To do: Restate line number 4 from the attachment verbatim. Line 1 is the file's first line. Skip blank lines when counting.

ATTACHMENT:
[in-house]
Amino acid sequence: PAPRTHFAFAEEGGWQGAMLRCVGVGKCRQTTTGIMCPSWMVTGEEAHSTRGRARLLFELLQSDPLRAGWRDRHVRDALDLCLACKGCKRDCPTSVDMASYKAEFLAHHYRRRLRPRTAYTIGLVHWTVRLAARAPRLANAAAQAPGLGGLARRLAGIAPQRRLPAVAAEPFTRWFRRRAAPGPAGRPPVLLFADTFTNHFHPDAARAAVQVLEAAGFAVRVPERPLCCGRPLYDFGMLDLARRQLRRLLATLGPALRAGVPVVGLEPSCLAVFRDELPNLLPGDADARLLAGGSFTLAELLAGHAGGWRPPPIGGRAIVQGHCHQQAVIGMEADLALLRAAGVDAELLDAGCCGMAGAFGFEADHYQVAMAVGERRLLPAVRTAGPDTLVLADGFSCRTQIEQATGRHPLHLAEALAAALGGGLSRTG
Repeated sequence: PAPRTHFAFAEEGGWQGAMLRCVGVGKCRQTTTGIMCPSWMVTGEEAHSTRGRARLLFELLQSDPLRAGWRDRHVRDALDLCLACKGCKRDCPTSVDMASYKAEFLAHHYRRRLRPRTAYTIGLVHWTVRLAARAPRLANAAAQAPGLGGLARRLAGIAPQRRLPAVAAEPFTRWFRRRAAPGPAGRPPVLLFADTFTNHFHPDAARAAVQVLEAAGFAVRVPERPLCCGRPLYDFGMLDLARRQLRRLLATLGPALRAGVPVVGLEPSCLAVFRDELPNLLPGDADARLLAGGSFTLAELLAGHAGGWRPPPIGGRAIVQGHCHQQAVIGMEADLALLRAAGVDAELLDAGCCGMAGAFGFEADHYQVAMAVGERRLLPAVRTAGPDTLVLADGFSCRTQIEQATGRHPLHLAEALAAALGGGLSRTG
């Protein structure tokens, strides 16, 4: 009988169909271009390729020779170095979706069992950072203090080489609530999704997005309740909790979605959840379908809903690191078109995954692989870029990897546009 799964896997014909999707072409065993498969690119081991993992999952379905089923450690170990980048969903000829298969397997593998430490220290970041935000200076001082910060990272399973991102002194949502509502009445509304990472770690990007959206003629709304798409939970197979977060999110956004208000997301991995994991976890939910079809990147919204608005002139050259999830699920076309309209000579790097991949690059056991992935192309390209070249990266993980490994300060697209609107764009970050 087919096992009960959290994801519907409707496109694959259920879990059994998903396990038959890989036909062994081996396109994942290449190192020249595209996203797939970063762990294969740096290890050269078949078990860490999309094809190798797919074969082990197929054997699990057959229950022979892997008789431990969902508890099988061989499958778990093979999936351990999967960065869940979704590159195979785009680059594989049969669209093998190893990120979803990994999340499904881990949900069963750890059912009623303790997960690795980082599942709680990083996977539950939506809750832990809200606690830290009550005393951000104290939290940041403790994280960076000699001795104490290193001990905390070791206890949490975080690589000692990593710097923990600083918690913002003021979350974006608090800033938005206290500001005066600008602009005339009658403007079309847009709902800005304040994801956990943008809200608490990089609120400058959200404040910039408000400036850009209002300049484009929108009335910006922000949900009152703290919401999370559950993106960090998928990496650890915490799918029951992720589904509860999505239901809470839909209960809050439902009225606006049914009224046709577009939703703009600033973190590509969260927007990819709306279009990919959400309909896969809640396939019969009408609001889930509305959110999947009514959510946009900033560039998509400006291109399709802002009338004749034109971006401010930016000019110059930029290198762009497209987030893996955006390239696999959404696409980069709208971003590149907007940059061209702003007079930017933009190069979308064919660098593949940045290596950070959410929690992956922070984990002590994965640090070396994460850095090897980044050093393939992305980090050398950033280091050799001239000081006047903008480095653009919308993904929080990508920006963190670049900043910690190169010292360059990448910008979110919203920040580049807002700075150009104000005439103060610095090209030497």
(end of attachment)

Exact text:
């Protein structure tokens, strides 16, 4: 009988169909271009390729020779170095979706069992950072203090080489609530999704997005309740909790979605959840379908809903690191078109995954692989870029990897546009 799964896997014909999707072409065993498969690119081991993992999952379905089923450690170990980048969903000829298969397997593998430490220290970041935000200076001082910060990272399973991102002194949502509502009445509304990472770690990007959206003629709304798409939970197979977060999110956004208000997301991995994991976890939910079809990147919204608005002139050259999830699920076309309209000579790097991949690059056991992935192309390209070249990266993980490994300060697209609107764009970050 087919096992009960959290994801519907409707496109694959259920879990059994998903396990038959890989036909062994081996396109994942290449190192020249595209996203797939970063762990294969740096290890050269078949078990860490999309094809190798797919074969082990197929054997699990057959229950022979892997008789431990969902508890099988061989499958778990093979999936351990999967960065869940979704590159195979785009680059594989049969669209093998190893990120979803990994999340499904881990949900069963750890059912009623303790997960690795980082599942709680990083996977539950939506809750832990809200606690830290009550005393951000104290939290940041403790994280960076000699001795104490290193001990905390070791206890949490975080690589000692990593710097923990600083918690913002003021979350974006608090800033938005206290500001005066600008602009005339009658403007079309847009709902800005304040994801956990943008809200608490990089609120400058959200404040910039408000400036850009209002300049484009929108009335910006922000949900009152703290919401999370559950993106960090998928990496650890915490799918029951992720589904509860999505239901809470839909209960809050439902009225606006049914009224046709577009939703703009600033973190590509969260927007990819709306279009990919959400309909896969809640396939019969009408609001889930509305959110999947009514959510946009900033560039998509400006291109399709802002009338004749034109971006401010930016000019110059930029290198762009497209987030893996955006390239696999959404696409980069709208971003590149907007940059061209702003007079930017933009190069979308064919660098593949940045290596950070959410929690992956922070984990002590994965640090070396994460850095090897980044050093393939992305980090050398950033280091050799001239000081006047903008480095653009919308993904929080990508920006963190670049900043910690190169010292360059990448910008979110919203920040580049807002700075150009104000005439103060610095090209030497």